More concerns about limited building activity

The Dom post has two articles on the potential shortage of property in New Zealand, one on builders capacity (the labour force of traders) and another on the response of rents to the undersupply.

Now we have talked about this before.  Structural factors have prevented developers and builders from getting funding (go credit rationing) which has lead to a collapse in house building activity.  However, a fall off in building will help to support prices by making property more scarce.

In the short term the recent drop in residential building will prevent a free-fall in prices.  The question then is, how many of these structural factors are temporary (credit rationing) and how many are permanent (constraints on land use, RMA?)?

If we only have temporary factors keeping down building then we can expect a sharp decline in prices once this has worked through the system and the “undersupply” has been dealt with.  If there are structural factors (which National and Labour both believed) then there will be some support to prices until these factors are dealt with.

Another thing I would point out.  There is a feeling out there that house price falls=bad, greater housing affordability=good.  However, house price falls=greater housing affordability – so unless bad=good I think this is a factor we have to keep in mind when discussing the housing market …

  • Jiani

    “House price falls = bad” - I think for households who own properties, there is a “wealth effect” here. Falling house prices means shrinking total assets to those households. This is likely to affect their consumptions – how much are they going to spend when they feel they’re not as rich as a few years ago? Take this to a macro level, reduced consumption = not that good, although the amount saved might flow to business investment. If you’re after some justifications for “house price falls = bad”, this might be one of them.

    However, house prices falls can be good or bad; but prices falling from elevated level to a more balanced point, better reflecting the relationship between demand and supply, is good.

  • Grant

    Jiani – I think the link between house value and consumption is pretty tenuous, just because my home is worth more or less doesn’t affect my general consumption except in the specific area of spending on that asset to increase its value. Home value would affect consumption only in terms of how much money can be raised against the asset and most commentators say that we are borrowing too much so a decrease in borrowing should be good.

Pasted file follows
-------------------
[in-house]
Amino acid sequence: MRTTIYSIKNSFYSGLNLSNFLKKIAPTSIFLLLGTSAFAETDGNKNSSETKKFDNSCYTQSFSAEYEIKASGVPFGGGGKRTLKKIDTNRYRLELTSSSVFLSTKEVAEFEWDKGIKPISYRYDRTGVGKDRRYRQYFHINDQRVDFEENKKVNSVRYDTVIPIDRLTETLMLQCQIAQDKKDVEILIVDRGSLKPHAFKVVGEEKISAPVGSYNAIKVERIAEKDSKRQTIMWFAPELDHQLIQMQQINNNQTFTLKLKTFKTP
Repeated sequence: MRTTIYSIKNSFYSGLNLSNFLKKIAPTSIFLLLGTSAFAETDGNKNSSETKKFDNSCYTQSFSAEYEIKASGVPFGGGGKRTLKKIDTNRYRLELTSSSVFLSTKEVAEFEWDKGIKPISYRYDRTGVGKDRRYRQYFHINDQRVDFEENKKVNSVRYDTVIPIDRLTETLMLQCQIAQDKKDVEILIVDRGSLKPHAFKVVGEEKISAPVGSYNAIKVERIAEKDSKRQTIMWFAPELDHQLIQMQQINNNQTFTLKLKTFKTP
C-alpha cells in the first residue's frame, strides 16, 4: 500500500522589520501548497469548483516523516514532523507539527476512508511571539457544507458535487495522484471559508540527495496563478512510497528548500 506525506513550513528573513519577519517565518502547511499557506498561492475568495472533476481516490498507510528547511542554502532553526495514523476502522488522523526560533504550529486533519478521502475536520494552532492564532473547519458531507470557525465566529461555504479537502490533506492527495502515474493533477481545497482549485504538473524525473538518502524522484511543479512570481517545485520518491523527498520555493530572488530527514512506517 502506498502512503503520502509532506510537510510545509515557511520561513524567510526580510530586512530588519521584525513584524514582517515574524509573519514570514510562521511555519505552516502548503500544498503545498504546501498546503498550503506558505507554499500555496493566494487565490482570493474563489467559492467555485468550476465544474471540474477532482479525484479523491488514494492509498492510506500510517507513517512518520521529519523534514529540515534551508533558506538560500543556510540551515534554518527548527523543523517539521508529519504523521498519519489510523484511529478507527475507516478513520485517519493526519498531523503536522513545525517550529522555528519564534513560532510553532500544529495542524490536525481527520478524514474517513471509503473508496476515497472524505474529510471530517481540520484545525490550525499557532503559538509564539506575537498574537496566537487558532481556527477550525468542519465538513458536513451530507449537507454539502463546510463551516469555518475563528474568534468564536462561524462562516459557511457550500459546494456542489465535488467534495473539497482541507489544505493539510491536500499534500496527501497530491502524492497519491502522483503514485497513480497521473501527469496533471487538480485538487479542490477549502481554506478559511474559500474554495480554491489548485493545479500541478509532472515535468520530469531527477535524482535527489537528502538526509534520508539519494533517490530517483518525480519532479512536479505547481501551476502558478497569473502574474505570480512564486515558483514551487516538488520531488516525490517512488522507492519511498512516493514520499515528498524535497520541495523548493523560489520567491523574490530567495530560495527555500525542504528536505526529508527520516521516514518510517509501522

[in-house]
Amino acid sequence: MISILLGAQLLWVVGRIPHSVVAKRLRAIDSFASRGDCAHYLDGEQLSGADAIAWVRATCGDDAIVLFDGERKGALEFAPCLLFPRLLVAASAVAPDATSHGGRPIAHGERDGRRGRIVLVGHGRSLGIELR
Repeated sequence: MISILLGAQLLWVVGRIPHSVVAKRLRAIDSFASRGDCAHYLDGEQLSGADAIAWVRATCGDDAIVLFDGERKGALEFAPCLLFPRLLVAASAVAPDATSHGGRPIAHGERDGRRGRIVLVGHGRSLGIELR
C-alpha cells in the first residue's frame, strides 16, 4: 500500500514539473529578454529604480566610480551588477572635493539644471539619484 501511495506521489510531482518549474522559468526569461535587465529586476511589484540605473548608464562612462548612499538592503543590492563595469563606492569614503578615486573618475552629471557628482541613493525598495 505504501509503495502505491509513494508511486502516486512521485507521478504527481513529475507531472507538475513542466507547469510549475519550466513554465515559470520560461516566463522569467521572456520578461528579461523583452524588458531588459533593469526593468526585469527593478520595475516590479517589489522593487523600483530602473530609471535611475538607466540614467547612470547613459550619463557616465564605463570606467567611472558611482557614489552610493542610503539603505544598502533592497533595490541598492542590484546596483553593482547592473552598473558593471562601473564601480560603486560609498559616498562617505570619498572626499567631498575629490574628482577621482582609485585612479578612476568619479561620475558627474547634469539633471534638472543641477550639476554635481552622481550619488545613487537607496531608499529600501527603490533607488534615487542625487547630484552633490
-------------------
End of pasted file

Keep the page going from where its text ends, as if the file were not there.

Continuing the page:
Greater housing affordability is only good for first home buyers (and politicians). For existing home buyers the relative affordability between areas is the issue ie when I have to move house can I sell my existing home for enough money to be able to buy (and borrow) in my new location. For investors/landlords the issue is the relationship between rents and market value.

    If, as the DomPost suggests, rental properties are going to be scarce then rents will increase and the return on a now lower value asset will improve. As the returns improve more investors will enter the housing market causing prices and building activity to increase. The permanent structural factors and available builders will then be a key issue.

  • Hi Jiani and Grant,

    With the wealth effect I believe Jiani is correct for the New Zealand economy – given the strong relationship between house prices and New Zealander’s expectations of lifetime wealth (which in turn shows up in the consumption data). That is the primary justification for why “house price falls=bad”. If this was the US then the data would support you Grant, so I completely see where you are coming from.

    Now in the post I wasn’t arguing that house price falls and housing affordability were good or bad things – I was just saying that house price falls were required to increase housing affordability. Since the public seems to view one as good and one as bad there is a contridiction methinks.

    “Greater housing affordability is only good for first home buyers (and politicians). For existing home buyers the relative affordability between areas is the issue ie when I have to move house can I sell my existing home for enough money to be able to buy (and borrow) in my new location. For investors/landlords the issue is the relationship between rents and market value.”

    Very true – housing affordability is primarily as issue for first home buyers. So the relationship with the disposable income of young people an immigrants should be the primary area to look at methinks.

    Even so – there is still a trade-off between prices and affordability.

    “If, as the DomPost suggests, rental properties are going to be scarce then rents will increase and the return on a now lower value asset will improve. As the returns improve more investors will enter the housing market causing prices and building activity to increase. The permanent structural factors and available builders will then be a key issue.”

    True again. It would be interesting to know “how much” these structural issues are holding up prices …

  • Pingback: Concert Grand Pianos | concertgrandpianos.net()

  • Pingback: Concert Grand Pianos | concertgrandpianos.net()